While this love-hate relationship is expanding, out of nowhere, Chandni’s father walks at the Haveli to claim Chandni. To add confusion, he wants Chandni to marry a groom of his choosing. To everyone’s surprise, she is willing to go with his father, perhaps to get Taimur out of her life. This also shows Chandni’s father’s egoistical behavior but also reveals that she wants to use her father to leave Bi Amma, Taimur, and the customs of the Haveli.

Perhaps it’s the rules being followed inside the Haveli that she despise, and not the structure itself. The suspense gradually builds as the readers become curious about Chandni’s future. The moment she fights with her half-brother, Zafar, with whom she has a good relationship, things becomes unsteady. The readers find themselves entwined in between many people, issues, and a question; what will Chandni do? What makes Haveli an interesting read is Zeenat Mahal’s ability to blend the characters with the plot and gradually move the story forward. Instead of giving importance to one character, she treats all characters equally. Where she thoroughly explains Chandni’s interest in Khanzada, she also explicates the hate that Taimur and Chandni share for each other. Moreover, Zeenat manages to place Bi Amma’s rigid nature right in between. Furthermore, Mahal’s prowess to put humor, comic timing in-between dialogues, and interweaving all characters together to form a cohesive plot, retains the reader’s attention throughout the 63-page novella.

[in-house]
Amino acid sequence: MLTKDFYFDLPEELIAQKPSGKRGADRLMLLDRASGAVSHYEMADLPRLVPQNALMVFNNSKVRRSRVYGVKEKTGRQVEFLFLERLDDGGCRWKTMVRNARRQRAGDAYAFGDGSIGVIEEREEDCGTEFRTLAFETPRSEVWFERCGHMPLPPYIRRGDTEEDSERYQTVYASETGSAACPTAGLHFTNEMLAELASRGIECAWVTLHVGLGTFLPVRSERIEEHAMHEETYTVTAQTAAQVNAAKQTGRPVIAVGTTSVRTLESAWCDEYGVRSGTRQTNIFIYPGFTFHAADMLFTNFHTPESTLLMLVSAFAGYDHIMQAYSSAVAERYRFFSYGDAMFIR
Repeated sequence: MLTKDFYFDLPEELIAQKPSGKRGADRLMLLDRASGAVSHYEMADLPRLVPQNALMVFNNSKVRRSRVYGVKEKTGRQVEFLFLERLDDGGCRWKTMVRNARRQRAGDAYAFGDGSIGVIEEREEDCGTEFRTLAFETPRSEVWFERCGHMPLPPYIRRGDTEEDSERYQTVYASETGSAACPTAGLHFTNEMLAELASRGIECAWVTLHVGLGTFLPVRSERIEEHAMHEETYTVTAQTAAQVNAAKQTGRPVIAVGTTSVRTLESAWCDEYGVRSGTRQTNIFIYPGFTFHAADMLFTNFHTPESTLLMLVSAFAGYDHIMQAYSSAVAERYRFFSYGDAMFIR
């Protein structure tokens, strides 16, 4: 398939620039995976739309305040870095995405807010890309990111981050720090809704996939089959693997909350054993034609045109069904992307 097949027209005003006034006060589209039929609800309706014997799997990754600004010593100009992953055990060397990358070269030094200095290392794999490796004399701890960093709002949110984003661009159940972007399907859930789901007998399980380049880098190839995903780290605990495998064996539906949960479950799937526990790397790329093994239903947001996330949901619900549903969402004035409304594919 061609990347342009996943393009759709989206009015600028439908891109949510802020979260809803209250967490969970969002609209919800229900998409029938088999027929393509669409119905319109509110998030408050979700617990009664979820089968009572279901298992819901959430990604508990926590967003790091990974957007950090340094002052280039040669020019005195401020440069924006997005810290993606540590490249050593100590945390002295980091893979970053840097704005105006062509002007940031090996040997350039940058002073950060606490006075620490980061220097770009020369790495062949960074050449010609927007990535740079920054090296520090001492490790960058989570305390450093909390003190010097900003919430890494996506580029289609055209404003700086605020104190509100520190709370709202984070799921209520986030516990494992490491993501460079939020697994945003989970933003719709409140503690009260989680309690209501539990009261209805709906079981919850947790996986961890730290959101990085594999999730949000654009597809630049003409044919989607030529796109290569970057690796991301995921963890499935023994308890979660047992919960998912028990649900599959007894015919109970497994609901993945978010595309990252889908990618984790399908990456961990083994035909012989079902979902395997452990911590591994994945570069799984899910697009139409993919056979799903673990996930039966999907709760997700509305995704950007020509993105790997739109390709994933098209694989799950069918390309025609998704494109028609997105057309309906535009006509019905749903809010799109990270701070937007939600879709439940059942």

The joint family system portrayed in Haveli is another cultural phenomenon that families in Pakistan were following during the 1970s. The readers are transported back in time because of Zeenat Mahal’s ‘show don’t tell’ technique – which is any fiction author’s greatest weapon. Zeenat describes the upper-class society of the 1970s, their lifestyle, education, clothing, and their philosophy of life that keeps the readers’ imagination moving. Writing fiction is a challenging task but Zeenat has done it with ease. From revealing the characters – their emotions, ambitions, and actions – to creating conflict and embedding a resolution among the characters at the end – each scene reverberates with Zeenat’s imagination and her command over her story.
Haveli
(Novella)
By Zeenat Mahal
Indireads Incorporated (July 8, 2013)
ISBN: 978-1-927826-02-7
70 pp